Wednesday, October 20, 2010

The ups and downs of being a twitcher

I am thrilled to report a happy ending to a story that a few days ago was looking extremely tragic.

About three weeks ago, I was very excited to find that a family of blackbirds was nesting in one of the rose bushes in our small garden. My husband reckoned there were about four babies in the nest. I spent the next ten days watching the mum and dad going back and forth feeding the babies. I started to feel that the dad and I had a relationship - he would sit in the kowhai tree next to the drive and watch me as I came home from work...I even started talking to him and telling him about my day...and asking him how the chicks were!

Last Thursday I came home from work and had a quick peek at the nest and found it empty....with no sign of any chicks....and no sign of mum and dad. At first I thought the chicks had fledged but a friend at work told me they take two months to fly away from the nest, and these chicks had only been around for about ten days. So I was worse fears had become reality....the chicks had been eaten by something!

Ups and downs
The whole weekend was a roller coaster of high hopes and disappointment. On the one hand, there was no sign of any struggle that the chicks may have had with a dead bodies or feathers scattered around the place. Also, I found out (thanks to Mr Wikipedia) that blackbird chicks can fledge between 10 - 19 days which would fit the time frame of our chicks. But on the negative side, I saw dad flitting around the place and calling, but no sign of the fledglings, or of him feeding them.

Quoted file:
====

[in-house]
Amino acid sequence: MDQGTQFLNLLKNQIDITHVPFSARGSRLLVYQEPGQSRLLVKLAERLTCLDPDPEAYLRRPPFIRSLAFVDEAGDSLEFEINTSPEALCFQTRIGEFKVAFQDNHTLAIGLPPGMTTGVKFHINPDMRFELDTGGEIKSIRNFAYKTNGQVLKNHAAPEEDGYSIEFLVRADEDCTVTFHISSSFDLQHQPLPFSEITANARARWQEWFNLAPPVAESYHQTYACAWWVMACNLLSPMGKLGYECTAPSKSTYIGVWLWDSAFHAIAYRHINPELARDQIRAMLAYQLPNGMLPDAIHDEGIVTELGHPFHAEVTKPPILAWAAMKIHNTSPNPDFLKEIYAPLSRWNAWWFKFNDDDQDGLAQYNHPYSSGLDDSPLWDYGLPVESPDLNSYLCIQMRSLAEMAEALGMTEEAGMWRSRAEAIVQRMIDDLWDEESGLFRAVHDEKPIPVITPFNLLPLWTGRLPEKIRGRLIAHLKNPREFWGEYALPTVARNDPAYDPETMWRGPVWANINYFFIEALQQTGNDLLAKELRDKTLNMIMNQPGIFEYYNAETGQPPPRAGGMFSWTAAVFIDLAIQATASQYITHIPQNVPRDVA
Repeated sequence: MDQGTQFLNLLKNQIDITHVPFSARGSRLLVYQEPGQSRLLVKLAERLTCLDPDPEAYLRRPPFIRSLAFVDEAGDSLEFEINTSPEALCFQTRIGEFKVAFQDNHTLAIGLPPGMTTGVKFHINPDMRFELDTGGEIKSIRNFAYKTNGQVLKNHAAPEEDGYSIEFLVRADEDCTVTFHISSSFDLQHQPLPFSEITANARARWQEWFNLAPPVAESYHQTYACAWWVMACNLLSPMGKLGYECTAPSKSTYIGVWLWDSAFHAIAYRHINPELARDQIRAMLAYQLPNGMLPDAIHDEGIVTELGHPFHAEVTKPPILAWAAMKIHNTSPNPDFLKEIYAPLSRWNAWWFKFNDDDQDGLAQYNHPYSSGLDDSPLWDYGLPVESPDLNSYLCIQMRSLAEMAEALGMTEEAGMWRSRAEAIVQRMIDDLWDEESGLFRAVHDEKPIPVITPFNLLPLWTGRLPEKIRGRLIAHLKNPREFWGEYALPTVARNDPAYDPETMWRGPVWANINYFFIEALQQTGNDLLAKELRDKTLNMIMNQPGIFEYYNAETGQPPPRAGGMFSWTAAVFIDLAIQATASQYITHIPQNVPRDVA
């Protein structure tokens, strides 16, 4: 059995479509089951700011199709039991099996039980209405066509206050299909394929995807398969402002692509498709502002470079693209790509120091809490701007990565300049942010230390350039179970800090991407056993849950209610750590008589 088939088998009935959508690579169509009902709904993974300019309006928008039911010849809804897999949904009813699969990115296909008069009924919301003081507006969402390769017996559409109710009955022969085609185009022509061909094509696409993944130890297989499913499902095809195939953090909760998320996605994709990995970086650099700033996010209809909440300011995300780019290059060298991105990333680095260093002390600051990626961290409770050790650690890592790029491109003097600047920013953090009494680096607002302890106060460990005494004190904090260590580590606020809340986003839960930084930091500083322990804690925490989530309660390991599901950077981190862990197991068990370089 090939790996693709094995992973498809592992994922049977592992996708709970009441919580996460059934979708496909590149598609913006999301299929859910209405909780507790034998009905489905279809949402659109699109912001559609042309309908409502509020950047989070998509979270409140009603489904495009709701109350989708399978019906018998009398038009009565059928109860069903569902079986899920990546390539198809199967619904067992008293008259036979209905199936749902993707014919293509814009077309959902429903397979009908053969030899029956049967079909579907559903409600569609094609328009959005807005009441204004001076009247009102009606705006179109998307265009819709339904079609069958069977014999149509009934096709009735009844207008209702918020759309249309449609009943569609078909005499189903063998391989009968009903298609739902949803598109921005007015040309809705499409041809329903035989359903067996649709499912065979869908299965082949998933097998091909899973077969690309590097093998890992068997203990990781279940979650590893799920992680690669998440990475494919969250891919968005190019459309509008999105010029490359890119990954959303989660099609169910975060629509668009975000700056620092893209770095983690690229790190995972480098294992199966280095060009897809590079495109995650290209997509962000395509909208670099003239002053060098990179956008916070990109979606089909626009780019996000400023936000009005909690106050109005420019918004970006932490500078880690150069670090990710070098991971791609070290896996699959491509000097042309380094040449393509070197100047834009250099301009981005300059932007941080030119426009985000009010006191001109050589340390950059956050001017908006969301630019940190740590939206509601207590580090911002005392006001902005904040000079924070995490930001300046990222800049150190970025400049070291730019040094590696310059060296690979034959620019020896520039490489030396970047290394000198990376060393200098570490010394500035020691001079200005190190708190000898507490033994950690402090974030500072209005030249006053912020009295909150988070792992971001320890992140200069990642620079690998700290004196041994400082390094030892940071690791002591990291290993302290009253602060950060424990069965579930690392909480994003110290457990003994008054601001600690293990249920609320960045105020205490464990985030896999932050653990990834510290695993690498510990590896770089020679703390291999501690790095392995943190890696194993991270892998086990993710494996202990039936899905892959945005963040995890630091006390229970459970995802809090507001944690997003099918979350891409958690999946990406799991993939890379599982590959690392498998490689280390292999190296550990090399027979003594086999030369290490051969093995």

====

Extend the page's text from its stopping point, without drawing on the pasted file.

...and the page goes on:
Happy news
By the end of the weekend I had come to terms with the unhappy outcome, and decided that my new career as a twitcher was just too traumatic to pursue. But yesterday I went to get in the car...and sitting in the kowhai was a big, fat, fluffy blackbird chick being fed by his dad. I do not know what has happened to the other chicks, but at least one of them has survived and is thriving.

Now I am back to watching the nest to see if the parents have another clutch of eggs. I am just hoping I can survive the emotional stress of it all!


peterb said...

Hi Sarah
You are a living inspiration and I love you tragic stories about birds and lettuces.
I'm too busy in my big garden to blog it properly but think there's a gap in the literature for garden lore. I've been talking to some old gardeners and they have tips and tricks to offer that need to be documented. Hmmm...
Take care of Bruce the Brussels Sprout.

Sarah Stewart said...


Do you think I could grow the brussel in a pot..and if so, how big should it be?